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Reply by Kazooman

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Posted on Cracks in the walnut of an end grain cutting board

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Kazooman

1540 posts in 2810 days


#1 posted 12-03-2018 11:55 PM



Would it be possible (and food safe) to fill the voids with some sort of hard epoxy, then sand flat and wipe with butcher block oil? If this idea is food safe I’d prefer this route verse basically throwing all that work away. Or mayb use it as a checker/chess board or just to hang on a wall and look at

- JCamp

It would both possible and food safe to fill the voids with epoxy. The catch is that it would negate the desired aspects of an end grain board. The patch would not accept the usual mineral oil and wax finish and would stick out like a sore thumb. End grain boards are “friendly” to scoring by knives from use. Cutting across the grain on long grain boards leaves more damage. Most knives wouldn’t dent a chunk of hardened epoxy so the patch would be more apparent with time. I just wouldn’t do it. Make it a serving tray or something like that and it would be OK, but I wouldn’t do that either. It sounds like the OP was able to find a way to cut the flaw out to make a smaller board. I would do that.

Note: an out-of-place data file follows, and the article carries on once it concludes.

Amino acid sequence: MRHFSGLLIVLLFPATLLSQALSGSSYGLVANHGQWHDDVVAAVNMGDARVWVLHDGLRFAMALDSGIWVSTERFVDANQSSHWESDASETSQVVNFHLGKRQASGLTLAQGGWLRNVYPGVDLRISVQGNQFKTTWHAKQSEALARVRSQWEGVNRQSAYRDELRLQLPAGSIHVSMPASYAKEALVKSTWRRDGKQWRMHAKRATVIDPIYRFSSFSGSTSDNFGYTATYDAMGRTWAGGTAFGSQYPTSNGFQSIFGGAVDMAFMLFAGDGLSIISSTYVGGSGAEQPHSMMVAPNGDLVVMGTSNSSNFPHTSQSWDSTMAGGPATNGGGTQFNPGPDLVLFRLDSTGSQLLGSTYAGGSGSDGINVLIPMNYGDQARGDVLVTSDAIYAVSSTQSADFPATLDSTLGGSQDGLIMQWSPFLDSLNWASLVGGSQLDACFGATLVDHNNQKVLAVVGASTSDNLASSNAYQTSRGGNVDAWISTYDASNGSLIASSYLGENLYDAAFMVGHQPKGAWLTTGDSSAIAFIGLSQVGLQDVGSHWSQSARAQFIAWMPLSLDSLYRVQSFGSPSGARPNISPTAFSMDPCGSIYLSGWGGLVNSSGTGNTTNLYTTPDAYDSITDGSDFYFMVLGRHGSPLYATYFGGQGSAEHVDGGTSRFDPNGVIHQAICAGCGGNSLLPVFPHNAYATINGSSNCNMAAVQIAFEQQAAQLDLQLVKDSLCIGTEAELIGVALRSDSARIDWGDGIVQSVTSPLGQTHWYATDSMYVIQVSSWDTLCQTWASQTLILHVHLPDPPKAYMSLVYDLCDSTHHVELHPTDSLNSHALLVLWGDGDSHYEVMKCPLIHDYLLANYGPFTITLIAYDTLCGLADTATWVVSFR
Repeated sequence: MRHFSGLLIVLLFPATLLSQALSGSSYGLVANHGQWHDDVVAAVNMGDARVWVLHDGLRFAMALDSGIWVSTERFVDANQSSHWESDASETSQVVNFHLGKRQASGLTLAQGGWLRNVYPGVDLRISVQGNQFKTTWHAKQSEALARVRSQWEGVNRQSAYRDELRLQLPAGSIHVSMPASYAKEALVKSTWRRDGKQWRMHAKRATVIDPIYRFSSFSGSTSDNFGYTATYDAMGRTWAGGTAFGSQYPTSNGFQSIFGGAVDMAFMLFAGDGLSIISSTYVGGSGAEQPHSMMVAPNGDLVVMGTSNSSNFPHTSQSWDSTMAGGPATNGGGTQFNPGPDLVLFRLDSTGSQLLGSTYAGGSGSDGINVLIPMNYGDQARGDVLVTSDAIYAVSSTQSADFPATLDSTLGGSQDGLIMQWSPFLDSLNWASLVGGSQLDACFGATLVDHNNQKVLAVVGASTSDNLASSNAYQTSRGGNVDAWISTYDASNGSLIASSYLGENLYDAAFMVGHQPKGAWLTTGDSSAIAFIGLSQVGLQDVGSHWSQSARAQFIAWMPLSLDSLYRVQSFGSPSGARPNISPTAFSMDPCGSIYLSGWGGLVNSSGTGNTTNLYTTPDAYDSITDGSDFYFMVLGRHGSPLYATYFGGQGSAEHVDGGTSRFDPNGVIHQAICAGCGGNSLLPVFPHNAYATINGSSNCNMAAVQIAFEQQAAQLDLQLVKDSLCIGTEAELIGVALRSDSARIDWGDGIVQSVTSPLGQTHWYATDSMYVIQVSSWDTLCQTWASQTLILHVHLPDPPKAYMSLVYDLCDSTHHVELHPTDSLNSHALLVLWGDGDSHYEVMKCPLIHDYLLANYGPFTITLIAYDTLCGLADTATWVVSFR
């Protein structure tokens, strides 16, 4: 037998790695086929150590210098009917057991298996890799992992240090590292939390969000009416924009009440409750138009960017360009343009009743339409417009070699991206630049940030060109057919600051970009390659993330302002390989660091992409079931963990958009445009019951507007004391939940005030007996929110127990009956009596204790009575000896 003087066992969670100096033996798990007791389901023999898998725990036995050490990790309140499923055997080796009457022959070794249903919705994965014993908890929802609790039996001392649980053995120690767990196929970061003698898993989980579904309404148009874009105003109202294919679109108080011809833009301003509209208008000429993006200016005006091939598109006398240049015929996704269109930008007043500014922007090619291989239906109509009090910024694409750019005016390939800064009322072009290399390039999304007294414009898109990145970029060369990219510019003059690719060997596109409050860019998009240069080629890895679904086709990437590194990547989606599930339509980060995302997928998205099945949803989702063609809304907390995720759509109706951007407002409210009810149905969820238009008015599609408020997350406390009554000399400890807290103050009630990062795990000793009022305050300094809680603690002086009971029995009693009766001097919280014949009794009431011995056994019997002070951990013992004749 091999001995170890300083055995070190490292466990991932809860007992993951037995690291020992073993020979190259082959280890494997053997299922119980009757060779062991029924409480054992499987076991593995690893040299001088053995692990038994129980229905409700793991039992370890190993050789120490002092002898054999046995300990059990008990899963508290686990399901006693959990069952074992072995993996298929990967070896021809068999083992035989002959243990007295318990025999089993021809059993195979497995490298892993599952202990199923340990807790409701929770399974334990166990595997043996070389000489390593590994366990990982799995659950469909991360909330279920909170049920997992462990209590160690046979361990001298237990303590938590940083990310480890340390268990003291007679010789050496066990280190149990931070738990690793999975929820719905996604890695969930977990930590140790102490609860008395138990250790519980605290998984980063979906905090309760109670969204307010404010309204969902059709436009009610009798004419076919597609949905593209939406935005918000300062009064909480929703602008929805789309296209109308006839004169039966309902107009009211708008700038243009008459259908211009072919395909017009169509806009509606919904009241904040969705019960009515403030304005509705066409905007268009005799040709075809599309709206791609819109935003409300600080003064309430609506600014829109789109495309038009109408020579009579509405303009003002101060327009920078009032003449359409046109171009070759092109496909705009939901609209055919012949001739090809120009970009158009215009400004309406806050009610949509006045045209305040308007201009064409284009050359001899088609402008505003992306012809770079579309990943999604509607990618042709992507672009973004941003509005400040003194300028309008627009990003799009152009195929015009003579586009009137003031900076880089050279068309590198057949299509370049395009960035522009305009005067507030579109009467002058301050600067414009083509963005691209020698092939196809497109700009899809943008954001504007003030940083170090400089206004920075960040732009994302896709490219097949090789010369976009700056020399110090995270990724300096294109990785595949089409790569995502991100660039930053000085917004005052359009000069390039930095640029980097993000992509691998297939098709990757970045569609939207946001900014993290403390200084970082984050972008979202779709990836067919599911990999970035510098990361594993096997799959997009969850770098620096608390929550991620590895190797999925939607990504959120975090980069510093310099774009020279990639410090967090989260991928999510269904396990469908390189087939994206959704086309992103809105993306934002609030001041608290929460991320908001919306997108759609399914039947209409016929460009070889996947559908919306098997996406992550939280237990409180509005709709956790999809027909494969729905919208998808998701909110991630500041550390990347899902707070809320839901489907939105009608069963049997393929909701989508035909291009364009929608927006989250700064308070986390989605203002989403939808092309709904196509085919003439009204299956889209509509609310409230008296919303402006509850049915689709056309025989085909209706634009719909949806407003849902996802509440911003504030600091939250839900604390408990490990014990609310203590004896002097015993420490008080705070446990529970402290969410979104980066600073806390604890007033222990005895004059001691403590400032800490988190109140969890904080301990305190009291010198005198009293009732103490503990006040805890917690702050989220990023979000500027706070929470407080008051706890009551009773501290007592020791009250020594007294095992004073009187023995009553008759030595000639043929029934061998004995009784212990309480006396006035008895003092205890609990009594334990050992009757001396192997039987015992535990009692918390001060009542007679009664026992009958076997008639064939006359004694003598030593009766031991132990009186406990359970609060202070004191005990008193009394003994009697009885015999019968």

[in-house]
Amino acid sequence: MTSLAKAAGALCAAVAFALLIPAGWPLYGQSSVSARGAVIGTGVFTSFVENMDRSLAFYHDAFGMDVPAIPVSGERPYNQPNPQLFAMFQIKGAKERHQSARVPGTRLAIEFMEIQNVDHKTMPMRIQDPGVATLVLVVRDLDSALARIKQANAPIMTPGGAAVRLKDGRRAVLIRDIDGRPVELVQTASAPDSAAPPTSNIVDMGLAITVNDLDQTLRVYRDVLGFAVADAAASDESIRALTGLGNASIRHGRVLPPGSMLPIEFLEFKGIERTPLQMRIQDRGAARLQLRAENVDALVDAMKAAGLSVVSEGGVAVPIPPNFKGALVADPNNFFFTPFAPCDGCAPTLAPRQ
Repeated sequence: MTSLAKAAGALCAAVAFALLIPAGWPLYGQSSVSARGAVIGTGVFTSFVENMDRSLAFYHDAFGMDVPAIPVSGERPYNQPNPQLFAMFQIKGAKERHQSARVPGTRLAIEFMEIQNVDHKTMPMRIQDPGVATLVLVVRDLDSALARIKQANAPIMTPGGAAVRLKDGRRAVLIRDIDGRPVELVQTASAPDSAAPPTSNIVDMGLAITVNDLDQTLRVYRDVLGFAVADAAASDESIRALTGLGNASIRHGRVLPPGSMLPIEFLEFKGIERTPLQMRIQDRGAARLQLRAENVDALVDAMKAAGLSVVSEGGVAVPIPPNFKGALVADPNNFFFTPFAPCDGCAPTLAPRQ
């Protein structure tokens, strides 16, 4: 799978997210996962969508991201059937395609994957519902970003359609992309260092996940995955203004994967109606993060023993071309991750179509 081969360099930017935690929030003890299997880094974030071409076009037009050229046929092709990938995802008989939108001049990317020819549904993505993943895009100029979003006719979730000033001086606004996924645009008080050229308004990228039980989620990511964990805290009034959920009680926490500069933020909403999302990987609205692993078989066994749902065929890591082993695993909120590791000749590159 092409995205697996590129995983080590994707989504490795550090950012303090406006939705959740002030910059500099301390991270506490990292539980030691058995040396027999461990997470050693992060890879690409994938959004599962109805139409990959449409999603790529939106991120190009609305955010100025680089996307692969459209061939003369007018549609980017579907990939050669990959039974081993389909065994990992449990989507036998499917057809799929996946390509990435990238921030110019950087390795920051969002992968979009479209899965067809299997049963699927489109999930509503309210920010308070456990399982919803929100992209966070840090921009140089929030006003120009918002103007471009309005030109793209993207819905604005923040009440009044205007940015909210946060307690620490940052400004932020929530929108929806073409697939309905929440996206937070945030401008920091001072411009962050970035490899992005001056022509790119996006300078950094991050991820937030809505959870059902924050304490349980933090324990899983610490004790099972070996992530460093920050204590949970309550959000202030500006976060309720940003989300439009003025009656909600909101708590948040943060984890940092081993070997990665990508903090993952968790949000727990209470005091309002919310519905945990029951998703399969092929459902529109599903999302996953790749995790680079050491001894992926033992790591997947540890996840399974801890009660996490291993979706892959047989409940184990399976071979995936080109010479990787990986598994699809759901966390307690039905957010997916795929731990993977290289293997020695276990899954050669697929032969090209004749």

Wood is a natural material that comes with natural defects. You have to plan for the occasional natural flaw when planning a project. When you purchase rough sawn / dried stock for a project you have to be prepared for a hidden defect in the stock when you joint and plane it into the desired dimensions. Same goes for the thicker pieces used to build cutting boards, even if they have been prepped from the rough sawn state. You really need to be prepared to deal with natural flaws in the stock.


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